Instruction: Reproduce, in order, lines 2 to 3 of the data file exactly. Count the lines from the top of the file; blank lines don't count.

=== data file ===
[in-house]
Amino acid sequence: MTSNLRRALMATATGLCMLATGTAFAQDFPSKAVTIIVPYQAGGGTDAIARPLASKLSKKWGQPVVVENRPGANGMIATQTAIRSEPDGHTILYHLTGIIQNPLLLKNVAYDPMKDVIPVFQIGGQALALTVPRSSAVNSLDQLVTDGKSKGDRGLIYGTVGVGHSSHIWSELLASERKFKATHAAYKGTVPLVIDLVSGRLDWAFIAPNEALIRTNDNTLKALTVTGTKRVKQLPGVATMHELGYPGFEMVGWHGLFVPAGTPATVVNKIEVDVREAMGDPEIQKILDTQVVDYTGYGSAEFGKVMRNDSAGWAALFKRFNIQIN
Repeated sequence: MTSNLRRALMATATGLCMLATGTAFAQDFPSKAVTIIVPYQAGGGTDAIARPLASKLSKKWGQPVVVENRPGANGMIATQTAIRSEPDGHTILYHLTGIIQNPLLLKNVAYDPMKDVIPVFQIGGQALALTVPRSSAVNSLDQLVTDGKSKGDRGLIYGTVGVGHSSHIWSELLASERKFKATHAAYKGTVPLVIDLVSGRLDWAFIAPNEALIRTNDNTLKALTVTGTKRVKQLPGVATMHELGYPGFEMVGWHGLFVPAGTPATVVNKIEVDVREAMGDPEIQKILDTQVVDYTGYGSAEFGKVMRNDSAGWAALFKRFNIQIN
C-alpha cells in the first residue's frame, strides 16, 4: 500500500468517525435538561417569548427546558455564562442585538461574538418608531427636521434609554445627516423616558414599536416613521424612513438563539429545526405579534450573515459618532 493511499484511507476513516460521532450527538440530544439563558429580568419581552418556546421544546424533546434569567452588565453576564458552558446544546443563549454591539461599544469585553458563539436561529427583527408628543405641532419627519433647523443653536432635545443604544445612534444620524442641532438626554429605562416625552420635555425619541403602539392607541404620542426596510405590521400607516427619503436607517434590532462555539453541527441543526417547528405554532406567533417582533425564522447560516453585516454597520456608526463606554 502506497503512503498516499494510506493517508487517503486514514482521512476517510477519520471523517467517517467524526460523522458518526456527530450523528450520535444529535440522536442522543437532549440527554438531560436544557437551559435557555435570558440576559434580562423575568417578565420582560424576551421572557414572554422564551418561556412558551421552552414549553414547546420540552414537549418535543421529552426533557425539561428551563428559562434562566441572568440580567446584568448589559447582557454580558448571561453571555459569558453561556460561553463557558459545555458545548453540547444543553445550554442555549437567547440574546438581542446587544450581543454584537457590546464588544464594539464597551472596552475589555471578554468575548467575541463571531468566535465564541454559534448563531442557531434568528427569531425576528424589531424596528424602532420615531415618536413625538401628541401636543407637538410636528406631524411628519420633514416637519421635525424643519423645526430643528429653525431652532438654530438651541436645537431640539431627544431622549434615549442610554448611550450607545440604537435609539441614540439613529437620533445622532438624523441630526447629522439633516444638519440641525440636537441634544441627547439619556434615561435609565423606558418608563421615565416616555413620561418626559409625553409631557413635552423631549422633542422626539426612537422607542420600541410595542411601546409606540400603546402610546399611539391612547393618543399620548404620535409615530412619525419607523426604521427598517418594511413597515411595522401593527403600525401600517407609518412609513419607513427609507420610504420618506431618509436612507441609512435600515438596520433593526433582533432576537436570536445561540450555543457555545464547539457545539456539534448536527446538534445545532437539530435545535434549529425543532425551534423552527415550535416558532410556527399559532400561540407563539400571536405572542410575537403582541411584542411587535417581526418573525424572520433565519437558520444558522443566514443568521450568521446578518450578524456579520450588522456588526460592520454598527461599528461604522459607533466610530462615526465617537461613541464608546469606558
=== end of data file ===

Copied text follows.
Amino acid sequence: MTSNLRRALMATATGLCMLATGTAFAQDFPSKAVTIIVPYQAGGGTDAIARPLASKLSKKWGQPVVVENRPGANGMIATQTAIRSEPDGHTILYHLTGIIQNPLLLKNVAYDPMKDVIPVFQIGGQALALTVPRSSAVNSLDQLVTDGKSKGDRGLIYGTVGVGHSSHIWSELLASERKFKATHAAYKGTVPLVIDLVSGRLDWAFIAPNEALIRTNDNTLKALTVTGTKRVKQLPGVATMHELGYPGFEMVGWHGLFVPAGTPATVVNKIEVDVREAMGDPEIQKILDTQVVDYTGYGSAEFGKVMRNDSAGWAALFKRFNIQIN
Repeated sequence: MTSNLRRALMATATGLCMLATGTAFAQDFPSKAVTIIVPYQAGGGTDAIARPLASKLSKKWGQPVVVENRPGANGMIATQTAIRSEPDGHTILYHLTGIIQNPLLLKNVAYDPMKDVIPVFQIGGQALALTVPRSSAVNSLDQLVTDGKSKGDRGLIYGTVGVGHSSHIWSELLASERKFKATHAAYKGTVPLVIDLVSGRLDWAFIAPNEALIRTNDNTLKALTVTGTKRVKQLPGVATMHELGYPGFEMVGWHGLFVPAGTPATVVNKIEVDVREAMGDPEIQKILDTQVVDYTGYGSAEFGKVMRNDSAGWAALFKRFNIQIN